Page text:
For the second instalment of my year in books series, I’m very happy to welcome Margot Kinberg. Margot is one of those people who make the crime fiction community such a cool place to hang out in, a mystery novelist who has a genuine passion for reading, writing and talking about crime fiction. She has a wonderful website, Confessions of Mystery Novelist. It’s full of thoughtful reviews and features on a truly eclectic selection of crime fiction. You can check it out here.
Thanks very much for hosting me, Andrew; it’s a real honour. I’ve been asked to share my five best crime fiction reads of 2013 and to tell the truth, that’s quite a difficult undertaking. I’ve read some fantastic crime fiction this year and it’s very hard to narrow it down to just five novels. Let’s say, then, that these are five novels that have had a profound impact on me. Here they are in no particular order:
Witness the Night, Kishwar Desai
This astounding debut novel tells the story of the murders of thirteen members of the wealthy Atwal family, and the efforts of one social worker to find out what happened on the night they died. It’s an unflinching look at life in Punjab, at the choices people make and why they make them, and at the effects of class, wealth and prejudice. At the same time, Desai’s love for her country is also evident and she gives the reader a fascinating look at one part of India. The writing style is clear and compelling and the protagonists are beautifully drawn.
The Earth Hums in B Flat, Mari Strachan
The real appeal for me in this debut novel is the unusual and unforgettable character of twelve-year-old Gwenni Morgan, who’s coming of age in a small Welsh town in the 1950s. When a shocking death comes to the village, we see its effect on the town through Gwenni’s eyes, and that makes for a fascinating story. But this is as much a story of family, of living in a village with all of its secrets, and of sorting out life as it is anything else. Strachan has created a memorable protagonist and the Welsh setting is especially well-drawn.
Blackwattle Creek, Geoffrey McGeachin
This is a second helping of Melbourne cop Charlie Berlin, who first appears in The Diggers Rest Hotel. What begins as a simple request to look into an oddity about a friend’s funeral draws Berlin into a web of international intrigue, high-level cover-ups and murder. But this is much more than a crime novel and that’s what I found compelling. It’s an authentic look at 1957 Melbourne, a portrait of family life (yes – a cop can have a basically happy marriage!) and a look at politics. It’s also about dealing with the grit in life without succumbing to it.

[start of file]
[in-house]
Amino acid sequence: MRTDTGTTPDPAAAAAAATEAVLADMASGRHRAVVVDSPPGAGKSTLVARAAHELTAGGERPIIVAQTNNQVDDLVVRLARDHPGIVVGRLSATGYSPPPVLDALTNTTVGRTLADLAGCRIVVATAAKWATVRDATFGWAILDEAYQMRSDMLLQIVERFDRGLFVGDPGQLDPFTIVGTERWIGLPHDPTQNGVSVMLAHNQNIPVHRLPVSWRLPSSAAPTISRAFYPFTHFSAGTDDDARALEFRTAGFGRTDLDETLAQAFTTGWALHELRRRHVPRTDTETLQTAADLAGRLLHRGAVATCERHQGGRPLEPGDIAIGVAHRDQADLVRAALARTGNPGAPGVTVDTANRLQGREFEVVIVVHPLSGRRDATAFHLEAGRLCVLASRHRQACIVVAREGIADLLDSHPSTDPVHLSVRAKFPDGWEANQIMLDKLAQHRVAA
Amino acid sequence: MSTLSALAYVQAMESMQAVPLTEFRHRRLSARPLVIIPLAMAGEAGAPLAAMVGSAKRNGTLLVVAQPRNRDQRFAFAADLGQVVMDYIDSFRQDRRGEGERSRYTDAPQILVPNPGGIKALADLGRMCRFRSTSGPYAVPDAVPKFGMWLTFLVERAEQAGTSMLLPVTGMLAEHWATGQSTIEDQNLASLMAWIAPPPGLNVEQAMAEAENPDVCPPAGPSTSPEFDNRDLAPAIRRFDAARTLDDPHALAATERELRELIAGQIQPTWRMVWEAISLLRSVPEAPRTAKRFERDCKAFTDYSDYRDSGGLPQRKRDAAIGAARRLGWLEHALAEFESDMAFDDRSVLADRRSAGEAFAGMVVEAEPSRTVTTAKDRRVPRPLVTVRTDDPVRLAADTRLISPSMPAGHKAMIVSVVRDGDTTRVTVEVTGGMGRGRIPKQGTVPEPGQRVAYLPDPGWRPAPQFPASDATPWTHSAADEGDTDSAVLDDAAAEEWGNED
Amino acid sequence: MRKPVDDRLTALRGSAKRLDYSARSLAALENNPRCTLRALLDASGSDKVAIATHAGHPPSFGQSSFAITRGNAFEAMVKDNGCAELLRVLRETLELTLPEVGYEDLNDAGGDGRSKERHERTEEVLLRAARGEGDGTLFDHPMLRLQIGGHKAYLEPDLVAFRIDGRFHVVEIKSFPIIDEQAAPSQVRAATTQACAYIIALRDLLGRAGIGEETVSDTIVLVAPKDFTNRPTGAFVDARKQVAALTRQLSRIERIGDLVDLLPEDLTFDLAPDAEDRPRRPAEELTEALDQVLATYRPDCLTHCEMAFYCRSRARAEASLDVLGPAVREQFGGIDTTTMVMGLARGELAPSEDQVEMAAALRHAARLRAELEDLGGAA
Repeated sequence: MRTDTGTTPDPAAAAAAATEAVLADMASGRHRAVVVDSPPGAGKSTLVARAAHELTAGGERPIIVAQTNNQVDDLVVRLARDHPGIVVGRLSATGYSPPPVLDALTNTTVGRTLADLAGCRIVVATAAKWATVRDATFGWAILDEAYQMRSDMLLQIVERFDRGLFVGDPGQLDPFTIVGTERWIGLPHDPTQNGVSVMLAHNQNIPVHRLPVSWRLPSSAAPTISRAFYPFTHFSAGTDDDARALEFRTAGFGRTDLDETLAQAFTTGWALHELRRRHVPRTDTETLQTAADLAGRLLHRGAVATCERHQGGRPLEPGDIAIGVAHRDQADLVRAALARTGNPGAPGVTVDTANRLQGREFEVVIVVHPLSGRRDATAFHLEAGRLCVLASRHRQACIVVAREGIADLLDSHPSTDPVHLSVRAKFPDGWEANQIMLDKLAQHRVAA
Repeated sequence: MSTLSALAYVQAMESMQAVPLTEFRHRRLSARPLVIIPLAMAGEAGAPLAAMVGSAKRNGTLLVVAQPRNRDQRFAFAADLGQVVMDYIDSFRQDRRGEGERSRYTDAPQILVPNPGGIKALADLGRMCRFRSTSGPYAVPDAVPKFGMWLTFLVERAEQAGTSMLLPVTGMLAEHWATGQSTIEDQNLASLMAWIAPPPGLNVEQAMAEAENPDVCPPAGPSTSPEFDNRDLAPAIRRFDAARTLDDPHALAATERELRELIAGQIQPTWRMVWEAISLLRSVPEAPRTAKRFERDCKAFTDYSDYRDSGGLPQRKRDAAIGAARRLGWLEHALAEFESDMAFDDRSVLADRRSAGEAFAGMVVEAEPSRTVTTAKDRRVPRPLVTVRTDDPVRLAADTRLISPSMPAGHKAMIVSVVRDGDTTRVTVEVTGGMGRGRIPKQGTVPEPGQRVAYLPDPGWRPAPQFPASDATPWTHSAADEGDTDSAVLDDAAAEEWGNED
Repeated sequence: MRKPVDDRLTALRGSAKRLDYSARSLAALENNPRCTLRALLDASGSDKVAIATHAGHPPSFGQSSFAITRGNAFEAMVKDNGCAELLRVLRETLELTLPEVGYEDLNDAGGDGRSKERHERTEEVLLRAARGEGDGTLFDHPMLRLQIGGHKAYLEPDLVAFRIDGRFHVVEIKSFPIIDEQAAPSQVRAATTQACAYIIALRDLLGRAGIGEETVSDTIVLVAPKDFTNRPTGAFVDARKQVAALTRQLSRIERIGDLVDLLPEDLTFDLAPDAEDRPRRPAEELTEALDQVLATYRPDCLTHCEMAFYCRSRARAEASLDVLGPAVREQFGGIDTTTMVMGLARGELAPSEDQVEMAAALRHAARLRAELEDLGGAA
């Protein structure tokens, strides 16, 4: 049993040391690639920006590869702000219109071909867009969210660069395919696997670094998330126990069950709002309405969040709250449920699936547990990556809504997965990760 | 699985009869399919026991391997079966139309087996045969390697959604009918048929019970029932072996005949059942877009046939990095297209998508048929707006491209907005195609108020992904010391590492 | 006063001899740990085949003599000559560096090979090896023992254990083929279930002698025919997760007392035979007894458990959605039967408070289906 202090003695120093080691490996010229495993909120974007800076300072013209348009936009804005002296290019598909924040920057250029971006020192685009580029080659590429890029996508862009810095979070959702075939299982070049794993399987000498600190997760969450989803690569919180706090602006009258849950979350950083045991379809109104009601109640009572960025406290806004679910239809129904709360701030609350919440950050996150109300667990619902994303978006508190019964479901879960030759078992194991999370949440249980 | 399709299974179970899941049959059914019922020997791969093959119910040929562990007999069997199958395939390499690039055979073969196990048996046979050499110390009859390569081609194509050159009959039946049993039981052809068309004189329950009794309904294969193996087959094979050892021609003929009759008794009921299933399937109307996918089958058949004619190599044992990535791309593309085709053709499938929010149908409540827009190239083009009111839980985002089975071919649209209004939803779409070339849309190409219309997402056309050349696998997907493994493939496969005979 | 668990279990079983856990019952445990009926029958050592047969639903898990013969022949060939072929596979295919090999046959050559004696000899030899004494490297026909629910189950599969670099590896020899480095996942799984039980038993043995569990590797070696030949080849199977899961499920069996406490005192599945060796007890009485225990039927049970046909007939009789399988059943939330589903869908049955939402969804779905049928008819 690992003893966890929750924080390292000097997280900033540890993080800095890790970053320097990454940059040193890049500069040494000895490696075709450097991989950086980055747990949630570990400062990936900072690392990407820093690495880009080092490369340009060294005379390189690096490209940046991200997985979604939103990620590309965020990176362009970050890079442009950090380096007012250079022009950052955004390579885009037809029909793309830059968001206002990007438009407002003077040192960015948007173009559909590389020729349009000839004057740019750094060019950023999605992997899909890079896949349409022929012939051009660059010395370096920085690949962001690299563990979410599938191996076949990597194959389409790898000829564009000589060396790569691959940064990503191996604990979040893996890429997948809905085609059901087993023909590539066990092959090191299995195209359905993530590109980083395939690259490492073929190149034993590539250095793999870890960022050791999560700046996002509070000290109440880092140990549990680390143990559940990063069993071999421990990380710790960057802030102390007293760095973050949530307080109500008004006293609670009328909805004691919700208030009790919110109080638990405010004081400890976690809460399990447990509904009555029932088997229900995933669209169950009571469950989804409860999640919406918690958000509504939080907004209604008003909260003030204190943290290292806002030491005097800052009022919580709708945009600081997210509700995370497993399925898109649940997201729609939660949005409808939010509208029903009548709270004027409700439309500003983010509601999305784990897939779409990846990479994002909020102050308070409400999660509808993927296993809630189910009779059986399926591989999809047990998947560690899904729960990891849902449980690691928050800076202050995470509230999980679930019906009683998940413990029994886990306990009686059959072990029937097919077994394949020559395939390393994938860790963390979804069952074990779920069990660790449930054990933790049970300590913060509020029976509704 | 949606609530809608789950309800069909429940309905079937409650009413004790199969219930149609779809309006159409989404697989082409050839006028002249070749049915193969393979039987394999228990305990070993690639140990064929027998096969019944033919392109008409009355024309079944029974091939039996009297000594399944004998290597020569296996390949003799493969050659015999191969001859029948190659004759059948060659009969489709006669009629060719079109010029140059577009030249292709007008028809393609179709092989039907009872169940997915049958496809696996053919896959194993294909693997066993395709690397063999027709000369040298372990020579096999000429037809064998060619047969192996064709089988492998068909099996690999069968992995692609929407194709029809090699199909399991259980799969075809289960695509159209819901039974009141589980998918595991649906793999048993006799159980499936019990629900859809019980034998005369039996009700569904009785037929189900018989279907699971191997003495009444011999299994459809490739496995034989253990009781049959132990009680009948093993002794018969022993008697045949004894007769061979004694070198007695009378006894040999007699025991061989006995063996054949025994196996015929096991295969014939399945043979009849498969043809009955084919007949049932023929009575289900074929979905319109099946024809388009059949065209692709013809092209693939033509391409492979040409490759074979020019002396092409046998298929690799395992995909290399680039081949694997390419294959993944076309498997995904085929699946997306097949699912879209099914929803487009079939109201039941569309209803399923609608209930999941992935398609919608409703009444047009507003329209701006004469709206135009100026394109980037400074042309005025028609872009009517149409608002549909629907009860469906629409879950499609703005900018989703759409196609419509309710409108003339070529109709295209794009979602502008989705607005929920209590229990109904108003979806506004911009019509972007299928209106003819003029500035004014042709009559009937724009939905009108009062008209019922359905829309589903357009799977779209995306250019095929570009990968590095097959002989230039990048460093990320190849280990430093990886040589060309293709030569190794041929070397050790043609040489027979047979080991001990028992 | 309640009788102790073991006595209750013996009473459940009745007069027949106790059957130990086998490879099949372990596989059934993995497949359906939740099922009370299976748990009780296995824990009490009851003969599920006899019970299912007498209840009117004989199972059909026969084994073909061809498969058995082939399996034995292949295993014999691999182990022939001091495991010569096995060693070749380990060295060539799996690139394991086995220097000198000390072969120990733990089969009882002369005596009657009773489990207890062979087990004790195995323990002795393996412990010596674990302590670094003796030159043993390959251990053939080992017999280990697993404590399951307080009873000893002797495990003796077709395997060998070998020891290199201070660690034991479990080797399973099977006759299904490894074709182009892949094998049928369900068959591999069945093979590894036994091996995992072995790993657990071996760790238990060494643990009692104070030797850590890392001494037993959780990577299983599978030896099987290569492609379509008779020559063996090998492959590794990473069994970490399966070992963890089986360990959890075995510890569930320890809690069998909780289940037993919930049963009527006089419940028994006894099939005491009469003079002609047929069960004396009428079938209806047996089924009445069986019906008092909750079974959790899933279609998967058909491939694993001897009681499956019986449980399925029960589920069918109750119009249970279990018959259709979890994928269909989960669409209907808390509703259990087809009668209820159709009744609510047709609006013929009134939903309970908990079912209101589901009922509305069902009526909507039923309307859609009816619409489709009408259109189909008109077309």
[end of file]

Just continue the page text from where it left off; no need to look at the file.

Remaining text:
Cross Fingers, Paddy Richardson
I admit I’m a Paddy Richardson fan, so I am biased. Even so, this novel is truly compelling. Wellington TV journalist Rebecca Thorne is working on an exposé of dubious land developer Denny Graham when she’s asked to do a story on the Springbok’s 1981 rugby tour of New Zealand. ‘The Tour’ was controversial and as Thorne looks into it, she discovers an unsolved murder from that time. For suspense, for an unmistakeable New Zealand setting and for a solid set of mysteries, you don’t get much better than Richardson. I know, cliché, but I couldn’t stop reading it.
The Rage, Gene Kerrigan
In this noir novel, Dublin DS Bob Tidey and Detective Garda Rose Cheney investigate two cases that turn out to have a common thread. Dubious banker Emmet Sweetman is murdered at home. At the same time Vincent Naylor has recently been released from prison and is planning the heist of a lifetime. These stories intersect effectively with the story of Maura Cody, a former nun who witnesses something that draws her into the cases. Through different perspectives, Kerrigan paints an indelible portrait of post-‘Celtic Tiger’ Dublin. There are brilliantly drawn characters and a solid discussion of social issues too.
Here are also a few ‘Honourable Mentions.’
You’re doing yourself a big favour by reading them:
Ghost Money, Andrew Nette
The Dying Beach, Angela Savage
The Twelfth Department, William Ryan
Web of Deceit, Katherine Howell